The wrong shall fail, the right prevail

And in despair I bowed my head // There is no peace on earth I said // For hate is strong and mocks the song // Of peace on earth, good will to men // Then rang the bells more loud and deep // God is not dead, nor does he sleep  // The wrong shall fail, the right prevail  // With peace on earth, good will to men. – I Heard the Bells on Christmas Day

Scripture: Luke 2:14, Isaiah 65

Henry Wadsworth Longfellow wrote Christmas Bells, the poem that would become the song I Heard the Bells on Christmas Day, during the Civil War after hearing church bells play Hark the Herald Angels Sing. The song, which alludes to Luke 2 (Glory to God in the highest, and on earth peace, goodwill toward men) created a dissonance in his heart; the beauty of the music and celebratory lyrics must have felt disingenuous, offensive even in the midst of war that mocked the peace it declared.

In despair I bowed my head. There is no peace on earth, I said. For hate is strong and mocks the song of peace on earth, good will to men. The themes of despair, sorrow, and longing probably resonate more deeply with us this year. Protests, black men and women murdered without cause, political upheaval, hospital beds overflowing because of the pandemic, natural disasters. The whole earth seems to be groaning in despair. But Advent is a season in which we enter willingly into the tension of the grief and pain of a broken world while holding tightly to the promise that our God will make all things new. 

Unlike vague holiday cheer, Advent does not put on a happy face or overlook pain; it squarely faces the reality of our fallen and sinful world and says God is not dead, nor does he sleep! It is the bells that ring more loudly and clearly reminding Longfellow of this truth. The bells ring every day, day by day declaring that God is with us. He is with us in his word that reveals his character and promises, he is transforming our minds and actions by his Holy Spirit, he is loving us through his body, the Church. He is not dead or asleep, he is Emmanuel, God with us.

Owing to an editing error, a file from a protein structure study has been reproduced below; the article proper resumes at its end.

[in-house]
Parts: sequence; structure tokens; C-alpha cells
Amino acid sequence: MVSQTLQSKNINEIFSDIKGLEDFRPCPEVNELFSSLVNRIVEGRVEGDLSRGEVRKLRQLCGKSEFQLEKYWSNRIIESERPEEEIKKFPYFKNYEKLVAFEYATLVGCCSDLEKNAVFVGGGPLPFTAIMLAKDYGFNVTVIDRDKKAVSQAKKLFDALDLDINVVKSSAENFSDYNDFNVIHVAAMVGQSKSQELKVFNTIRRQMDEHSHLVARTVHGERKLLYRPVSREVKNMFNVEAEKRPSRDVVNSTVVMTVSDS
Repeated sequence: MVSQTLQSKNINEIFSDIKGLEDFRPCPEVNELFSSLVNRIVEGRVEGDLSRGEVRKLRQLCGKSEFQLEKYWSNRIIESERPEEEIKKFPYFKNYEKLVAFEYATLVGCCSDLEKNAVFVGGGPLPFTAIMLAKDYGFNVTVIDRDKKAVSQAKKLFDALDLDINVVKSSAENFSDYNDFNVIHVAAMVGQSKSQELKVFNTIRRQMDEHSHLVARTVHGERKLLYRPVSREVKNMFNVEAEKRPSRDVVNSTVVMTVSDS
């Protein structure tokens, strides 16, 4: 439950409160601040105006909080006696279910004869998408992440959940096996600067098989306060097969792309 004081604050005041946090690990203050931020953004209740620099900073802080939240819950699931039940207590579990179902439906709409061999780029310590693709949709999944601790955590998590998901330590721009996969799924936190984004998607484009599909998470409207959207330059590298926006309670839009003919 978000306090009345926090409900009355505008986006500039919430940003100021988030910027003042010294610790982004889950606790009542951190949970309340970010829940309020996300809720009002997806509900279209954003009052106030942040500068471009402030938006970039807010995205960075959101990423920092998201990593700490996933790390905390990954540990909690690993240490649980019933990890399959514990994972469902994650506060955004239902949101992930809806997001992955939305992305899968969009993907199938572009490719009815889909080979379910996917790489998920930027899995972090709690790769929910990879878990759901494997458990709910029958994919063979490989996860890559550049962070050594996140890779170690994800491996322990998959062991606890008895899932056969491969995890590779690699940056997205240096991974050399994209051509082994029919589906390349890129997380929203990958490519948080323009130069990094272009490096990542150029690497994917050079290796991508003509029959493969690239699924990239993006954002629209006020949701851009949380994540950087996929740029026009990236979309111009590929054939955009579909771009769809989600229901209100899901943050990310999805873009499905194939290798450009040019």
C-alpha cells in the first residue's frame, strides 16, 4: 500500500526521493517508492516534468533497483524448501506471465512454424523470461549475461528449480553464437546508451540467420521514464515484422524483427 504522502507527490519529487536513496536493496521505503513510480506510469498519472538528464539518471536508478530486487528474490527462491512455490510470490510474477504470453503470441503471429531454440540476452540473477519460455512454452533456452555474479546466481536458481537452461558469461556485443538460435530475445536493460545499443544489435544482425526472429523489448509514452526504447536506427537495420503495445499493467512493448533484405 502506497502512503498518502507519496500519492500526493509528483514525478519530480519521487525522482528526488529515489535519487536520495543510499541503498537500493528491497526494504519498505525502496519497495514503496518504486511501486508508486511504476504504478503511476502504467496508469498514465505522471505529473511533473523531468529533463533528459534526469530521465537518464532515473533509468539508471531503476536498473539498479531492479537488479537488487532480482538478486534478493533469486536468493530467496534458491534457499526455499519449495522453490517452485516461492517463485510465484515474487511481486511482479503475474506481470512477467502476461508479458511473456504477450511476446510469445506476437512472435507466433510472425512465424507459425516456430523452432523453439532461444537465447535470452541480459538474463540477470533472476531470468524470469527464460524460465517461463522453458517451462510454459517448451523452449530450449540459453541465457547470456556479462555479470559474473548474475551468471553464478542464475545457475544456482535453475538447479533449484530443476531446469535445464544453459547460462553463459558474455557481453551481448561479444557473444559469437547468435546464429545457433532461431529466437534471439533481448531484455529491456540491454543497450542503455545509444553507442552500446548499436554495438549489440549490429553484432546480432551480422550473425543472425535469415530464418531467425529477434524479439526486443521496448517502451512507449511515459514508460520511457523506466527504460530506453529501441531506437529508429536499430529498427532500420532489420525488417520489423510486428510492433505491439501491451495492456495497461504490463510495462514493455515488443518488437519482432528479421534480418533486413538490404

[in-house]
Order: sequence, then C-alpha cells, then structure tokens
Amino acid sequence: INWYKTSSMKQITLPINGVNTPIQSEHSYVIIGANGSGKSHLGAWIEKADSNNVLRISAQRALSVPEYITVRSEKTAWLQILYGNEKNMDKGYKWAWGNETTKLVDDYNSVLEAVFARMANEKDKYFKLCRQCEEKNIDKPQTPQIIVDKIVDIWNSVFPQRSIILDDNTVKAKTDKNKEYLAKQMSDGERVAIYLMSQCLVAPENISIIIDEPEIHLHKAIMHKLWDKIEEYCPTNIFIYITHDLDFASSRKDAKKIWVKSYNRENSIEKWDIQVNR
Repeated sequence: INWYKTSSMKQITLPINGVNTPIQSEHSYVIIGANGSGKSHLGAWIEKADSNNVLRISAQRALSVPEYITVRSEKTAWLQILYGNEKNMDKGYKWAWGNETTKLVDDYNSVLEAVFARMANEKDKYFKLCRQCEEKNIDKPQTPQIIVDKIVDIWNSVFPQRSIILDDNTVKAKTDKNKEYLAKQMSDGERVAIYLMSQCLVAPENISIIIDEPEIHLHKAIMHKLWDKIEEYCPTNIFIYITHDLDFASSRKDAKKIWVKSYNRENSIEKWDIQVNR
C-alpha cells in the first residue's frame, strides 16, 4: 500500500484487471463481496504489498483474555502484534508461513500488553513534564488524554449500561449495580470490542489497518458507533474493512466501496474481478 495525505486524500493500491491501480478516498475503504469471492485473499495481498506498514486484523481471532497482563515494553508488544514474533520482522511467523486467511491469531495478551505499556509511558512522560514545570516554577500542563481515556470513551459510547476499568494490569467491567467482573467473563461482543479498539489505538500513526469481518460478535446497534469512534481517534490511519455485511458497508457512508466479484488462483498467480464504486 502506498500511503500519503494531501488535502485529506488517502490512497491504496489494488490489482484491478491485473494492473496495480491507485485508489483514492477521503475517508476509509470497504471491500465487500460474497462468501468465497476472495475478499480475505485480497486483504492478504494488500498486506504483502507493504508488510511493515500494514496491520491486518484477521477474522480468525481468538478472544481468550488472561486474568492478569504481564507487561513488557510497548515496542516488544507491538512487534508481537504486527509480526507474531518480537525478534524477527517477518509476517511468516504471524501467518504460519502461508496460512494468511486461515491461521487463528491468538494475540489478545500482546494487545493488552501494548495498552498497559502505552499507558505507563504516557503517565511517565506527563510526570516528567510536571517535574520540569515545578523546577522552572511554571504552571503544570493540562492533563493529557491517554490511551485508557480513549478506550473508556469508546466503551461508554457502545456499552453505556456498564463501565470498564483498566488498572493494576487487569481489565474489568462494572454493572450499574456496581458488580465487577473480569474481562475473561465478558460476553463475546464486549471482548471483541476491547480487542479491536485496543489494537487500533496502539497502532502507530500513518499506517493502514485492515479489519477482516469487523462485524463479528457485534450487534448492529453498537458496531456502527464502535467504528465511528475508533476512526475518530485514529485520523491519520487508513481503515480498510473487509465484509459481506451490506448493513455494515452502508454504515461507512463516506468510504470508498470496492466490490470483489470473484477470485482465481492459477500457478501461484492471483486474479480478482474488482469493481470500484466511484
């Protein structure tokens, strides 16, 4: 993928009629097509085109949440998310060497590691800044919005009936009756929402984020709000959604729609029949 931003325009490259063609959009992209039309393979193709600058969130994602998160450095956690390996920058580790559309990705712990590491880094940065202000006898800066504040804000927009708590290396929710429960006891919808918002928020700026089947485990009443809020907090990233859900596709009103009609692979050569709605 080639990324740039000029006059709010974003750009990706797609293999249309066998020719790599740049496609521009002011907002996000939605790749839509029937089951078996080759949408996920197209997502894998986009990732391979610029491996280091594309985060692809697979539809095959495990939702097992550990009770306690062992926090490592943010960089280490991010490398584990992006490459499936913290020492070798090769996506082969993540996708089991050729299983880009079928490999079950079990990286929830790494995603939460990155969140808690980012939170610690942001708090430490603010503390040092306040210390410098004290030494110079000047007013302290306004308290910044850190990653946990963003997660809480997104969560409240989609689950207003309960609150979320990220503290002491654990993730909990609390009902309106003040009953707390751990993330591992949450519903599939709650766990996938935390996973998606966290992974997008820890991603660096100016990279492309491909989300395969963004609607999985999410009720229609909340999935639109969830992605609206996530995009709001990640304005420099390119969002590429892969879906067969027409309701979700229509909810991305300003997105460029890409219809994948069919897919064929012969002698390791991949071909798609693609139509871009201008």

But more than simply reminding us that God is with us today, Longfellow reminds us that the wrong shall fail, the right prevail with peace on earth, goodwill to men. In medieval traditions of advent, the themes were not love, joy, peace, and hope, they were death, judgment, heaven and hell. While that sounds intense (and much less Christmas spirit-y) the reason judgment is squarely situated in advent is because the Christian story is oriented around the promise that one day, our God will set right all things that have been broken. Judgment sounds frightening, but in reality, it is just judgment (justice) that our culture so desperately craves. We long for the broken things to be fixed, for hate and sin to be conquered once and for all, for righteousness to rule. And this is what Longfellow points to. Our God is not dead or asleep, he is with us, and he promises to return, make all things new, and to wipe away every tear (Rev 21).

Today, as we see the brokenness and despair in our world, we are invited to be bell ringers who testify to God’s presence and promises. He is with us today in our midst by his Spirit and one day, in the advent we long for and anticipate, the wrong shall fail once and for all, and the right prevail for all eternity with peace forevermore.